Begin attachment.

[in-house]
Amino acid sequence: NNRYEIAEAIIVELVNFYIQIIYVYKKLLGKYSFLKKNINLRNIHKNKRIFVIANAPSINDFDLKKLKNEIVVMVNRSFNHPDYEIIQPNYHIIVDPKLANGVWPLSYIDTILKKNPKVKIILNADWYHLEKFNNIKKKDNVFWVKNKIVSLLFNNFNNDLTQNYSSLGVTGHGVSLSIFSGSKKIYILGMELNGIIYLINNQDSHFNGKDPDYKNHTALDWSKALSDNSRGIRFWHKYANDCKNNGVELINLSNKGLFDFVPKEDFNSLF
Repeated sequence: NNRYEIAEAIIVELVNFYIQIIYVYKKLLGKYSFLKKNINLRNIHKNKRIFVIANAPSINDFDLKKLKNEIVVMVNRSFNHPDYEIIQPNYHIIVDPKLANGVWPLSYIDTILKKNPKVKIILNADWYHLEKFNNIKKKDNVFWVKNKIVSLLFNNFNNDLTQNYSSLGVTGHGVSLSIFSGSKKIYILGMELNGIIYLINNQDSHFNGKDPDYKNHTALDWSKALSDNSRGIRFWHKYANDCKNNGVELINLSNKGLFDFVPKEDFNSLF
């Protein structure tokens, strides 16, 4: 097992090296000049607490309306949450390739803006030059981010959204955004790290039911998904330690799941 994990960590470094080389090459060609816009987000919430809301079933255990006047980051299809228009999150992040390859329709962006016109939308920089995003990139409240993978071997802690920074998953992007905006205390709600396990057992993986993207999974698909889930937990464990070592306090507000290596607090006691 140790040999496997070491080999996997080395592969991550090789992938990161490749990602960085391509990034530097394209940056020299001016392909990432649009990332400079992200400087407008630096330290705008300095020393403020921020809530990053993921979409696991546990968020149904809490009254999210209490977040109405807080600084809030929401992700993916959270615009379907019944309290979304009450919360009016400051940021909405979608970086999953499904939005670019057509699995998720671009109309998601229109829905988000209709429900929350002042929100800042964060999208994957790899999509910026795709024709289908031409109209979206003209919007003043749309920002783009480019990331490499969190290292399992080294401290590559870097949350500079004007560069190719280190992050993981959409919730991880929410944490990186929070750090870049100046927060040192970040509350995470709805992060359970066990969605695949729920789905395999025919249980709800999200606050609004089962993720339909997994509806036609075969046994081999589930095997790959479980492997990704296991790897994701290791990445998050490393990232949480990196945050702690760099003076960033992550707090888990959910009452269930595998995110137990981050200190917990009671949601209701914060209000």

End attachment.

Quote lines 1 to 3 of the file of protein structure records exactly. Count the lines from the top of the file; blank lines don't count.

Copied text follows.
[in-house]
Amino acid sequence: NNRYEIAEAIIVELVNFYIQIIYVYKKLLGKYSFLKKNINLRNIHKNKRIFVIANAPSINDFDLKKLKNEIVVMVNRSFNHPDYEIIQPNYHIIVDPKLANGVWPLSYIDTILKKNPKVKIILNADWYHLEKFNNIKKKDNVFWVKNKIVSLLFNNFNNDLTQNYSSLGVTGHGVSLSIFSGSKKIYILGMELNGIIYLINNQDSHFNGKDPDYKNHTALDWSKALSDNSRGIRFWHKYANDCKNNGVELINLSNKGLFDFVPKEDFNSLF
Repeated sequence: NNRYEIAEAIIVELVNFYIQIIYVYKKLLGKYSFLKKNINLRNIHKNKRIFVIANAPSINDFDLKKLKNEIVVMVNRSFNHPDYEIIQPNYHIIVDPKLANGVWPLSYIDTILKKNPKVKIILNADWYHLEKFNNIKKKDNVFWVKNKIVSLLFNNFNNDLTQNYSSLGVTGHGVSLSIFSGSKKIYILGMELNGIIYLINNQDSHFNGKDPDYKNHTALDWSKALSDNSRGIRFWHKYANDCKNNGVELINLSNKGLFDFVPKEDFNSLF